Along with everything else in the world, the Information Age is changing the way health care is being dispensed. For the more traditionally oriented this is a somewhat bitter pill to swallow. For others it’s like a new lease on life.
In 1597 English philosopher, statesman and scientist Sir Francis Bacon pronounced: Ipsa scientia potestas est. Knowledge itself is power. The saying makes sense in a number of situations. No more so than in the ‘traditional’ doctor-patient relationship.
There was a time when the doctor’s will, and word, took precedence over any other source of treatment or patient input. With the availability of information being just a mouse click away the move is on for patients to re-claim what is rightfully theirs.
Namely setting the agenda for their own health and wellbeing.
One where a patient seeks help from a doctor, or healer, whose decisions were religiously adhered is now viewed by many as pure paternalism.
A model where unchecked physician paternalism abides, or where unlimited patient autonomy takes precedence, would quite rapidly produce revolt. Instead a more communication based ‘caring and sharing’ model has evolved that has been called ‘Patient-Centred Care’, or ‘Person-Centred Care’; in some countries it is called ‘Participatory Medicine’, and in some areas described within a wider concept of e-patient developments.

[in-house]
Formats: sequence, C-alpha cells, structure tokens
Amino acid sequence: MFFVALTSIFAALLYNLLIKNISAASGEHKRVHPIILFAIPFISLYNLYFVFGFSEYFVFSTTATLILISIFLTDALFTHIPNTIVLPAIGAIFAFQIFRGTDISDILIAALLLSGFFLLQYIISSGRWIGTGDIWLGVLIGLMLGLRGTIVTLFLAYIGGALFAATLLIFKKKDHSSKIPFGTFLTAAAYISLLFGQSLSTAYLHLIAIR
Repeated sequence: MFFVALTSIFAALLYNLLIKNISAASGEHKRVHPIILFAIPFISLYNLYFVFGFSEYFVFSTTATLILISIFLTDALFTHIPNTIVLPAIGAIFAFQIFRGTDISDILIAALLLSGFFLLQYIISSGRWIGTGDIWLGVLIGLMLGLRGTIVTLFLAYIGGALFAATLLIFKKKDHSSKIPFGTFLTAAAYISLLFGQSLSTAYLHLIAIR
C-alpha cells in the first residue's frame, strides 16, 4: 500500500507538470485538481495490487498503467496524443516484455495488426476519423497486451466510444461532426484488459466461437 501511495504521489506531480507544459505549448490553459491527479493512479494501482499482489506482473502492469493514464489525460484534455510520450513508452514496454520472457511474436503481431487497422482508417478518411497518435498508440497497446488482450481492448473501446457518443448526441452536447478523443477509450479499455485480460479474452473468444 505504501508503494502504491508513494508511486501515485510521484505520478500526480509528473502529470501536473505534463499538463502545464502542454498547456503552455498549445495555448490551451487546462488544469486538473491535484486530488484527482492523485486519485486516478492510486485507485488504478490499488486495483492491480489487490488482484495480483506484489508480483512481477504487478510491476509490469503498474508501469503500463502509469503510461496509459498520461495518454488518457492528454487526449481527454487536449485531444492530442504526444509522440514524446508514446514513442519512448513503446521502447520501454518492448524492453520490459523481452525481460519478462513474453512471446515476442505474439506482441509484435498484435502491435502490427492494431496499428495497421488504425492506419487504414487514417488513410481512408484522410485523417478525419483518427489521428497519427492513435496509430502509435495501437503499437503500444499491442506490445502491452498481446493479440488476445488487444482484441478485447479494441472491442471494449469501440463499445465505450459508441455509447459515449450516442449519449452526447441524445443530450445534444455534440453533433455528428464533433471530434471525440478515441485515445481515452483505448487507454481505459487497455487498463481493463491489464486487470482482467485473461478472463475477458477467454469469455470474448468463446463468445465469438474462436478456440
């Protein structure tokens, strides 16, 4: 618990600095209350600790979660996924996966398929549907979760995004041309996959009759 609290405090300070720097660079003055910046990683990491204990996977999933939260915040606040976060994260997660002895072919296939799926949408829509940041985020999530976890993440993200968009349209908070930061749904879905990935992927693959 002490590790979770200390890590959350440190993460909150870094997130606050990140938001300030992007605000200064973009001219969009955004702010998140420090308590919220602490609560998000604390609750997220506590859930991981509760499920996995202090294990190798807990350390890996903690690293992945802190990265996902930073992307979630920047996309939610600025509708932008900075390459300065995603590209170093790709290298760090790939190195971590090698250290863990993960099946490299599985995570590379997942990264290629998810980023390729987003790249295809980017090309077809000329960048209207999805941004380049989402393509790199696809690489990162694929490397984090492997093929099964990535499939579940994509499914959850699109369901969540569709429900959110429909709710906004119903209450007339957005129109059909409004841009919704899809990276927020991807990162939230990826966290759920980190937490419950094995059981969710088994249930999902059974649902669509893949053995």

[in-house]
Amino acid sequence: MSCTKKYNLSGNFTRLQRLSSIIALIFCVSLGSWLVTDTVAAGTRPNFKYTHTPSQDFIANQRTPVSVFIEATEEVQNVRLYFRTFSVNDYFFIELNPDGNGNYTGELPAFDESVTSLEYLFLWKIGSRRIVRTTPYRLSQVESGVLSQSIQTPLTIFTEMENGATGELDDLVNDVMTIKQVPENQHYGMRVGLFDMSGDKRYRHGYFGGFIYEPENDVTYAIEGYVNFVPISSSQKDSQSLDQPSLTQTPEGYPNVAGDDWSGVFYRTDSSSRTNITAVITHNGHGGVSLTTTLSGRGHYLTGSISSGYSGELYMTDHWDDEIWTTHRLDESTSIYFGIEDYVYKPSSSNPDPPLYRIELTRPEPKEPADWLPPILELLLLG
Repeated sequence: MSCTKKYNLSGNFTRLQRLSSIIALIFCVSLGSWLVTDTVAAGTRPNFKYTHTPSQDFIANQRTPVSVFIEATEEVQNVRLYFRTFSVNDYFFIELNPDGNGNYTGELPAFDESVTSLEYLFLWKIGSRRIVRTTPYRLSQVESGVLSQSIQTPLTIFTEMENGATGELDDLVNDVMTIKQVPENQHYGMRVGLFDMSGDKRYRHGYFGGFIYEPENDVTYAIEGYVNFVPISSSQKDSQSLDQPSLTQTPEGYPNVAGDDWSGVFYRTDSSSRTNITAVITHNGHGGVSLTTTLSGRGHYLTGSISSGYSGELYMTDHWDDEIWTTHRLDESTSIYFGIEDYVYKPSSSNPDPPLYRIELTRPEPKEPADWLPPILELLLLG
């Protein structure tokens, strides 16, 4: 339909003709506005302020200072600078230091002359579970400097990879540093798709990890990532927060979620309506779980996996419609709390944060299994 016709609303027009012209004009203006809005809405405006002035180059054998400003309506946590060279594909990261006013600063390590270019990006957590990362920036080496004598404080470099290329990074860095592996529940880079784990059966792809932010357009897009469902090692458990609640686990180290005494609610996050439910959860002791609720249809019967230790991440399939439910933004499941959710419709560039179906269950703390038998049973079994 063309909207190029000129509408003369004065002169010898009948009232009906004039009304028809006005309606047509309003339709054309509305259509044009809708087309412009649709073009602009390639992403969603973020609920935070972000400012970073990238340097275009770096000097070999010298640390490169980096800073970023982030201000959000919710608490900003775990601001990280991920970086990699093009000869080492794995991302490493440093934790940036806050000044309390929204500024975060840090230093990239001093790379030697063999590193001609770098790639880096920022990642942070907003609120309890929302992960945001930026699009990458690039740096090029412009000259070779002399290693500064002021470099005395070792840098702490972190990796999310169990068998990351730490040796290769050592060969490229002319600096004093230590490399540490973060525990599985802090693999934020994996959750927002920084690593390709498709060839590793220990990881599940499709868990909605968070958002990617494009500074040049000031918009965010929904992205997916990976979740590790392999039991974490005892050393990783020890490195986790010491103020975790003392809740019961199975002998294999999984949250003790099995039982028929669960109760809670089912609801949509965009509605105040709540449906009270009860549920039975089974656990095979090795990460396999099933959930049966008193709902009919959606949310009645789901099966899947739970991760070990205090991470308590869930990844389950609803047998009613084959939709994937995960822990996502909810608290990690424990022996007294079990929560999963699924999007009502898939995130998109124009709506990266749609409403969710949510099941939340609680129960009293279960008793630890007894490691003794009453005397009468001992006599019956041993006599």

While the technology existed prior to CoVID-19 disrupting the world (from December 2019), on-line consultations between doctors and patients and the concept of the ‘e-patient’ rapidly became normalised. The principles are even being applied to situations where care is given with some revolutionary, and disruptive, ideas that have affected the design, and build, of facilities.
As with everything else in the world the conventional doctor-patient relationship has undergone quite massive transformation particularly in the ‘prescription’ of information.
Previously any sharing was largely to encourage a patient to agree with a particular course of action rather than putting forward an alternative view point.
Global business services group EY (Ernst Young Consulting) believe that patient centred care / person centred care / participatory health is reflective of a deep and profound shift in perspective around health toward well-being and wellness, greater convenience, flexibility, self-direction and personalised experiences.
But most importantly, the tools of participation in their own health care decisions open consumers to a world of alternatives that the emerging digisphere, social media and affinity networks will enable.
New entrants, new funding routes, ultimate choice and highly deregulated social constructs open new pathways toward health and wellness.
The first real challenge to the ‘asymmetrical’ approach came during the last 20 years with the push for a more active, autonomous patient or person-centred approach. One described in a 2019 thesis (Medical Students’ Perceptions of the Doctor-Patient Relationship) as where "the physician tries to enter the patient’s world, to see the illness through their eyes.”
More recently the trend, as described by the president of the United Kingdom-based Institute for Healthcare Improvement Donald Berwick, has created “the experience (to the extent the informed, individual patient desires it) of transparency, individualisation, recognition, respect, dignity and choice in all matters, without exception.”